Early in the spring, I received an email from Monsanto, asking if I’d be interested in serving a two-year term on the Grow Rural Education Advisory Council. I'd never heard of the council, so I wasn’t quite sure how to respond.
With a little research, I found out that Monsanto gives away $2.3 million a year (on average) to schools across the country looking to enhance their math or science curriculums. Why on earth would they want me on the advisory board? After talking it over with Sheilah, we decided to find out more. So I replied.
The next day, a Monsanto representative called. Right up front, I told her I wasn’t sure I was the man for the job, having no prior experience with this type of thing. She assured me that was perfectly okay.
The council consisted of 26 men and women from across the country. All were from different agricultural backgrounds. Many, like me, had no experience.
Still on the fence . . .
Still, I wasn’t sure this was something I wanted to do. But I was curious.
So, I asked the lady to tell me a more about the grants and the review process. She gladly did so.
Since 2011 Monsanto has been giving money back to communities for education. A farmer in the community must nominate a school that he or she believes could benefit from one of the grants. That takes place between January and April. Once the school has been nominated, they have until April's end to submit a formal application.
The advisory council comes into play after all applications have been submitted. Each council member is given a set of grants to review, grade and comment on. Then in August, everyone gets together to compare notes and decide which schools receive grants.
Decided to go for it
After I got "off the fence", there was an hour-long conference call explaining how to review each application. I didn’t think an hour was enough. But once the applications arrived in the mail and I began to look at them, I realized I'd learned everything I needed to know.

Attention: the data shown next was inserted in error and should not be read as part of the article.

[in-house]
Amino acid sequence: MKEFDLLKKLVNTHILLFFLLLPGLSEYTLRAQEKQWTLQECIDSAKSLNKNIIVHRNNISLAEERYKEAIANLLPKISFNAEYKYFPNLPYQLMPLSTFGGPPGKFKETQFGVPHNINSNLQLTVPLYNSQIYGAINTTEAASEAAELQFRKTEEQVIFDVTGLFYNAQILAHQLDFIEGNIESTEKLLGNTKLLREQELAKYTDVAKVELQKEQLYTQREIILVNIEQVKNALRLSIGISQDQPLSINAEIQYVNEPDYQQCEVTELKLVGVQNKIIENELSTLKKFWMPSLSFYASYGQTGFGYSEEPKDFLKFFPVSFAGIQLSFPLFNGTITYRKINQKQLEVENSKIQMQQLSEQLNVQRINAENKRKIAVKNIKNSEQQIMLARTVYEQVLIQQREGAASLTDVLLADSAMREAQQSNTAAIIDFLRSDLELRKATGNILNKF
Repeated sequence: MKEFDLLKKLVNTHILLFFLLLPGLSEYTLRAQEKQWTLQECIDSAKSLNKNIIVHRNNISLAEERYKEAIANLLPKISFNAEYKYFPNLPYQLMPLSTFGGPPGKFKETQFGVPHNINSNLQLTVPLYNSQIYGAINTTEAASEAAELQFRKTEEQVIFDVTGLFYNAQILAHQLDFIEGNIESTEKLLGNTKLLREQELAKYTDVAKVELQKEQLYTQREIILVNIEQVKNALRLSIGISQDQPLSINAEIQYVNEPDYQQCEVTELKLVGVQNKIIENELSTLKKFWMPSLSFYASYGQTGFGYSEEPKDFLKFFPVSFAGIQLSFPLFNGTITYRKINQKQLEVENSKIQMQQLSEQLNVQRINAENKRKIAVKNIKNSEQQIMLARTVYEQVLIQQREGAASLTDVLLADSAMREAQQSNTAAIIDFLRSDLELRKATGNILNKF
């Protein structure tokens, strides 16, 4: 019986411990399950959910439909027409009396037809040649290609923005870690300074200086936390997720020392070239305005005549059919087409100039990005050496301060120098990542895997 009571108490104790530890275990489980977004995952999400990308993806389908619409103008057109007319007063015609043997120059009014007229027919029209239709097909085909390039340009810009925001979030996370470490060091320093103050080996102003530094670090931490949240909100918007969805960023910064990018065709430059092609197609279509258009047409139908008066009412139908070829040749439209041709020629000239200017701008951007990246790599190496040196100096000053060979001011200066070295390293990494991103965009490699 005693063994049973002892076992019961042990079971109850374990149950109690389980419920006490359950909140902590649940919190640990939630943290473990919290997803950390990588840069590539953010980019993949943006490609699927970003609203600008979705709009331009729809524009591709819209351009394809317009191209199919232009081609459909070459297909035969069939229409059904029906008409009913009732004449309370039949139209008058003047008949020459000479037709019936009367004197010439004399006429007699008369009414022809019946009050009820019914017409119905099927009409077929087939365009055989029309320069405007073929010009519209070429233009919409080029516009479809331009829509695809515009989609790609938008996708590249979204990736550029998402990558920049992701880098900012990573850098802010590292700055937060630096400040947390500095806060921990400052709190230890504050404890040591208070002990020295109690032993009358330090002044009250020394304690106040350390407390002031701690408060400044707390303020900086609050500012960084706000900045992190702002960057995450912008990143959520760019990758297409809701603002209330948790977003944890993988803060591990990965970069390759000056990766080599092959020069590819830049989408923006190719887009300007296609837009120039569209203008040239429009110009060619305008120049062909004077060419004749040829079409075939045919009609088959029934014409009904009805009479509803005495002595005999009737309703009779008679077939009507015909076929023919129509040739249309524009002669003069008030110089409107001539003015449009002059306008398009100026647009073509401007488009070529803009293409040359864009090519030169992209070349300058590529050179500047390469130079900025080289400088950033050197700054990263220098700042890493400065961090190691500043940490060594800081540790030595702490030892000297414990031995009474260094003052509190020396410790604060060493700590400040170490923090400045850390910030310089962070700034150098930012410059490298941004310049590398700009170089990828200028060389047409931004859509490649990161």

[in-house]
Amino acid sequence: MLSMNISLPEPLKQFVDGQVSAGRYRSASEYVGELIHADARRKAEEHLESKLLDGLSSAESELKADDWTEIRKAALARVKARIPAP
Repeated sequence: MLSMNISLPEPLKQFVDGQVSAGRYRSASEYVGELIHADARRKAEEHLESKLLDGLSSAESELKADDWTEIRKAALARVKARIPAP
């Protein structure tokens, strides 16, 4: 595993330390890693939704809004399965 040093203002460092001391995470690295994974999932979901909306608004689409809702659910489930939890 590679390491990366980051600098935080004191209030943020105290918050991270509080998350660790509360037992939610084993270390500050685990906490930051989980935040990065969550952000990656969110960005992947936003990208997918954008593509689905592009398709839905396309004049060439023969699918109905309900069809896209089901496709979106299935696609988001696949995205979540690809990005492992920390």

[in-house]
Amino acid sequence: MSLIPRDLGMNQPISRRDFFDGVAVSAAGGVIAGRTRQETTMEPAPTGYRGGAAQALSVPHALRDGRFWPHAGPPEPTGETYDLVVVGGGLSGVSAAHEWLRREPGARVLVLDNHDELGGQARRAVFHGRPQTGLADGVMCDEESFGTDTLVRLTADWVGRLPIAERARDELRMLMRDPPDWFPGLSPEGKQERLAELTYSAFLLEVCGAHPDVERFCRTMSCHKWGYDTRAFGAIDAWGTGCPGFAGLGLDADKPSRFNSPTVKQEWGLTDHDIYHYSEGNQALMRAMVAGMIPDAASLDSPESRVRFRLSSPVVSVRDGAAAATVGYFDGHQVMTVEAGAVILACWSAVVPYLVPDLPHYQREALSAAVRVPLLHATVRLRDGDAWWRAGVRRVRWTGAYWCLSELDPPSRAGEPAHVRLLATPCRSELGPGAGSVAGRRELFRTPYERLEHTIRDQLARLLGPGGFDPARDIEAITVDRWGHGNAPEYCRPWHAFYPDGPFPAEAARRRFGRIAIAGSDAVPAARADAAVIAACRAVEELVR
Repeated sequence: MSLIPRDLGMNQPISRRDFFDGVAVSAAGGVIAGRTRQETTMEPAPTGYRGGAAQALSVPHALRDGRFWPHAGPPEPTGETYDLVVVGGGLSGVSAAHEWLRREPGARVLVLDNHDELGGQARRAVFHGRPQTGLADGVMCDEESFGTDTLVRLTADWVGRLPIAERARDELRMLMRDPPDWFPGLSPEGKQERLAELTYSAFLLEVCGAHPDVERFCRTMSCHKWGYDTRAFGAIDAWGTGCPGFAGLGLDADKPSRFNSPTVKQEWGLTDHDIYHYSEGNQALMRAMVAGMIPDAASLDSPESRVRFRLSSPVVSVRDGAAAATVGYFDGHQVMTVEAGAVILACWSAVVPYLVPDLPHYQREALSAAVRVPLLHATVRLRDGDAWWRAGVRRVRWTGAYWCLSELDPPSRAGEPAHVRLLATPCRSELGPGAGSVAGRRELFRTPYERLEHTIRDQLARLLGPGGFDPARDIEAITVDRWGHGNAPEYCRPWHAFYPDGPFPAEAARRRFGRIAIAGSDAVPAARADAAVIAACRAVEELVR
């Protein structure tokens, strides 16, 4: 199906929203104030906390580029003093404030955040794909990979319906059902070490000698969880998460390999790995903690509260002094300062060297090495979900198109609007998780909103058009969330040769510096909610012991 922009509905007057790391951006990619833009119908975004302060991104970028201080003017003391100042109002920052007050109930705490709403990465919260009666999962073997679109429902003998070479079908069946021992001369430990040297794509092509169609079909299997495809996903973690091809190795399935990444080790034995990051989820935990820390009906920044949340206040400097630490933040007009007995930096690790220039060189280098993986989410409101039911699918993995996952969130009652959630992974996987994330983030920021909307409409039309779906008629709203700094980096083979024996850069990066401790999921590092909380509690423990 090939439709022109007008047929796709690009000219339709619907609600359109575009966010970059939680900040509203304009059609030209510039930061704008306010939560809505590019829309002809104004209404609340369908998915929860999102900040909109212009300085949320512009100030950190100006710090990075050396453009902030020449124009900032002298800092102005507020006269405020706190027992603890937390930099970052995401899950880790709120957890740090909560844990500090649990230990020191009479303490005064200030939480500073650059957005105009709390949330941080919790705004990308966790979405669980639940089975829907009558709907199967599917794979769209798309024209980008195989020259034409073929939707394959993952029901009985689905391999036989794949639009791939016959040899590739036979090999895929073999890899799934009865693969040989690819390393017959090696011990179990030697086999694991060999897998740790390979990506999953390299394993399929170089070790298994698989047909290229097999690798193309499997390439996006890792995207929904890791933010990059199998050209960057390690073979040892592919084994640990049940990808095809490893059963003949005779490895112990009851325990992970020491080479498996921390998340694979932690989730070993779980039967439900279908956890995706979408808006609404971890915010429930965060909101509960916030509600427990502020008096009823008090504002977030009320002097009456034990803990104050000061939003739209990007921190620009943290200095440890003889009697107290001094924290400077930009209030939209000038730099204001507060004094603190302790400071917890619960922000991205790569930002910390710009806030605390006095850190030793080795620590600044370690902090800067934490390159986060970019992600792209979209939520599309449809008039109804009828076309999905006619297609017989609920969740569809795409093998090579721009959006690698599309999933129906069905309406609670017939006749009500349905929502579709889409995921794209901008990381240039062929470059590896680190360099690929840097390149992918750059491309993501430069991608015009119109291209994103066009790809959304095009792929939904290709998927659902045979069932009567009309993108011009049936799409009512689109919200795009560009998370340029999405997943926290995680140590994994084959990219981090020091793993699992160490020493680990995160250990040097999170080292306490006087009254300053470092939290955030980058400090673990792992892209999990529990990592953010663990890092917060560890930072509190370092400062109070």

It wasn’t as painful as I thought it might be. I enjoyed the review process and couldn’t wait to see if other council members would have similar thoughts and comments.
On July 30, I was more than a little nervous getting ready to board a plane bound for St. Louis, Mo., to meet the rest of the Grow Rural Education Advisory council. I found myself wishing – not for the first time – that Sheilah was by my side. But she wasn't able to get off work.
The three days in St. Louis flew by. Meeting all of the other council members was quite an experience – rewarding, relaxing and enjoyable. It felt good to be a part of something that could help get more kids interested in agriculture.
This year, 163 schools across the country received grants. A school in Livingston, Ill., will be receiving $10,000 for an ambient weather station. A school in Lancaster, Pa., will be getting $25,000 for handheld technology to take their learning outside of the classroom.
And those are only two of the 163! I’m already looking forward to next year’s review process!
Mike Reskovac is president of Pennsylvania Corn Growers Association. The Reskovacs farm near Uniontown, Pa. Read all their "Two Hearts, One Harvest" columns in American Agriculturist.
This opinion is not necessarily that of FarmProgress.com or the Penton Farm Progress Group.